The Talisman is a novel by Sir Walter Scott. It was published in 1825 as the second of his Tales of the Crusaders, the first being The Betrothed.
During a truce between the Christian armies taking part in the third Crusade, and the infidel forces under Sultan Saladin, Sir Kenneth, on his way to Syria, encountered a Saracen Emir, whom he unhorsed, and they then rode together, discoursing on love and necromancy, towards the cave of the hermit Theodoric of Engaddi. This hermit was in correspondence with the pope, and the knight was charged to communicate secret information. Having provided the travellers with refreshment, the anchorite, as soon as the Saracen slept, conducted his companion to a chapel, where he witnessed a procession, and was recognised by the Lady Edith, to whom he had devoted his heart and sword. He was then startled by the sudden appearance of the dwarfs, and, having reached his couch again, watched the hermit scourging himself until he fell asleep.
About the same time Richard Coeur de Lion had succumbed to an attack of fever, and as he lay in his gorgeous tent at Ascalon, Sir Kenneth arrived accompanied by a Moorish physician, who had cured his squire, and who offered to restore the king to health. After a long consultation, and eliciting from Sir Kenneth his visit to the chapel, the physician was admitted to the royal presence; and, having swallowed a draught which he prepared from a silken bag or talisman, Richard sank back on his cushions. While he slept Conrade of Montserrat secretly avowed to the wily Grand-master of the Templars his ambition to be King of Jerusalem; and, with the object of injuring Richard's reputation, incited Leopold of Austria to plant his banner by the side of that of England in the centre of the camp. When the king woke the fever had left him, and Conrade entered to announce what the archduke had done. Springing from his couch, Richard rushed to the spot and defiantly tore down and trampled on the Teuton pennon.
Philip of France at length persuaded him to refer the matter to the council, and Sir Kenneth was charged to watch the English standard until daybreak, with a favourite hound as his only companion. Soon after midnight, however, the dwarf Necbatanus approached him with Lady Edith's ring, as a token that his attendance was required to decide a wager she had with the queen; and during his absence from his post the banner was carried off, and his dog severely wounded. Overcome with shame and grief, he was accosted by the physician, who dressed the animal's wound, and, having entrusted Sir Kenneth with Saladin's desire to marry the Lady Edith, proposed that he should seek the Saracen ruler's protection against the wrath of Richard. The valiant Scot, however, resolved to confront the king and reveal the Sultan's purpose; but it availed him not, and he was sentenced to death, in spite of the intercessions of the queen and his lady-love; when the hermit, and then the physician, arrived, and Richard having yielded to their entreaties, Sir Kenneth was simply forbidden to appear before him again.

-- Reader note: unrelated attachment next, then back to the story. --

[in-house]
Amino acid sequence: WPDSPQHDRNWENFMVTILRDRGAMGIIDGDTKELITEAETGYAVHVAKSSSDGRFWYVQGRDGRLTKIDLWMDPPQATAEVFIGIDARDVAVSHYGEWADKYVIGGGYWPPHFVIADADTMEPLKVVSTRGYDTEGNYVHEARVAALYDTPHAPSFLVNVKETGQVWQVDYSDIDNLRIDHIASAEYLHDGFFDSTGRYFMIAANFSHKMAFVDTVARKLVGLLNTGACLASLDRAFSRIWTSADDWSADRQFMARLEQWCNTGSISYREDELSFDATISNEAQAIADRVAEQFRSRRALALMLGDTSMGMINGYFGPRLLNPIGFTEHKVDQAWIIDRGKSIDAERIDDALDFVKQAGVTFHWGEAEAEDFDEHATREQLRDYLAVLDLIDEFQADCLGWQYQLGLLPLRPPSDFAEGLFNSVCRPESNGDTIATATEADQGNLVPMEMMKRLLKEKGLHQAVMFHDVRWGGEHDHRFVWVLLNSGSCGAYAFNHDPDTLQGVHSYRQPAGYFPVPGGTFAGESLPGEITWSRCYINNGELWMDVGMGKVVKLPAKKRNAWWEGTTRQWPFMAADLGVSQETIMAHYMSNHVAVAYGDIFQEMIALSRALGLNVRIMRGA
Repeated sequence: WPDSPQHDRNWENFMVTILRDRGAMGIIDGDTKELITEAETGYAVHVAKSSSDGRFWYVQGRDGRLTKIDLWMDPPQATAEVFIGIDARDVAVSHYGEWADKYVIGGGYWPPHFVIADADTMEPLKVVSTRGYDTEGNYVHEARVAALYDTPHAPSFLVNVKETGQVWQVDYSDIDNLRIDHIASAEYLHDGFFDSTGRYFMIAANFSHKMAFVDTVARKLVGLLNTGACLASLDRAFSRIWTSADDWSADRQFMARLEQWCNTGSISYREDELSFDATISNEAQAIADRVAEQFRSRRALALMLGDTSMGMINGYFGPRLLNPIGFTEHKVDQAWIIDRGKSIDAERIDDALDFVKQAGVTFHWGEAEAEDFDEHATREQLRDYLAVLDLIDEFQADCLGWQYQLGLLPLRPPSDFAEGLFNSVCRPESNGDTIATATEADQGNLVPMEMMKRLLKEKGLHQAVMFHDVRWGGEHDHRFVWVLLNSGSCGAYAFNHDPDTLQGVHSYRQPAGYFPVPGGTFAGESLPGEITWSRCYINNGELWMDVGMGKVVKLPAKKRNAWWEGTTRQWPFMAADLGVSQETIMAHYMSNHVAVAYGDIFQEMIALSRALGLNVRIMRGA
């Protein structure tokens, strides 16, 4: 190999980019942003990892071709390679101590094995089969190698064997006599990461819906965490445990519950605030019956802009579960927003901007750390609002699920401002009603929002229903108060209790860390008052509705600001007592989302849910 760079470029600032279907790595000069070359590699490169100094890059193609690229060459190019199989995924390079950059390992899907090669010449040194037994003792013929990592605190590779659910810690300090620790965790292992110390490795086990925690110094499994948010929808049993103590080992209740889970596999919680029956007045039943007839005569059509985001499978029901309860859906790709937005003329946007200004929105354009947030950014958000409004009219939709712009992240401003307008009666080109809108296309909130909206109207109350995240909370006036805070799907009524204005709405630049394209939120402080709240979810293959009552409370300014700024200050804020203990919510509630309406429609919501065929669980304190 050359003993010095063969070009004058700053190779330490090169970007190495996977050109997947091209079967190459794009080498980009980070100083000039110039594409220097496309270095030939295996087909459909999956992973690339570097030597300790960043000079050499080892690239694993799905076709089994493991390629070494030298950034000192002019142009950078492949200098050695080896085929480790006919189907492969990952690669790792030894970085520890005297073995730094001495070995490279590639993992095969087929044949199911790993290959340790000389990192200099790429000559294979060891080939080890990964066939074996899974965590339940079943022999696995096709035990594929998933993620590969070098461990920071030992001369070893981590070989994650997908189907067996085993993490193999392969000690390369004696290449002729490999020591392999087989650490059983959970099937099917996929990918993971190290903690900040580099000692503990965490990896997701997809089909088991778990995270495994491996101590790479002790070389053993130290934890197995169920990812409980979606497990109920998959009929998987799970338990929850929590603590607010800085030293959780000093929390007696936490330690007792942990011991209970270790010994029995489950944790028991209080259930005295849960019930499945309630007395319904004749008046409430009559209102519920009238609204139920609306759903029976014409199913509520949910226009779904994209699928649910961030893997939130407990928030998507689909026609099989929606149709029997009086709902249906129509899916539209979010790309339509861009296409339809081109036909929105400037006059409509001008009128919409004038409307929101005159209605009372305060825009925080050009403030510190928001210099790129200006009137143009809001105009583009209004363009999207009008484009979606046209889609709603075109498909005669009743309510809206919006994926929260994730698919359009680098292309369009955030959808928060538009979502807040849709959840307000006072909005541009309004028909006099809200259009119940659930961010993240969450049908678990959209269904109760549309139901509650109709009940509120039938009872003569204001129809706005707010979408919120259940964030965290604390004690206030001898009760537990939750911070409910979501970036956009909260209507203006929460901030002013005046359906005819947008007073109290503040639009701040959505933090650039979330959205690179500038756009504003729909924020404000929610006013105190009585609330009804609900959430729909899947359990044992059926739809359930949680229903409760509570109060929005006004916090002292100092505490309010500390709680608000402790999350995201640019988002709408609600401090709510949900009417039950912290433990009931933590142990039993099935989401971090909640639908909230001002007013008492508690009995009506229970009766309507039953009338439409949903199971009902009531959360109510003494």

Having, by a bold speech, revived the drooping hopes of his brother Crusaders, and reproved the queen and his kinswoman for tampering with the Scot, Richard received him, disguised as a Nubian slave, as a present from Saladin, with whom he had been induced to spend several days. Shortly afterwards, as the king was reposing in his pavilion, the "slave" saved his life from the dagger of an assassin secretly employed by the grand-master, and intimated that he could discover the purloiner of the standard.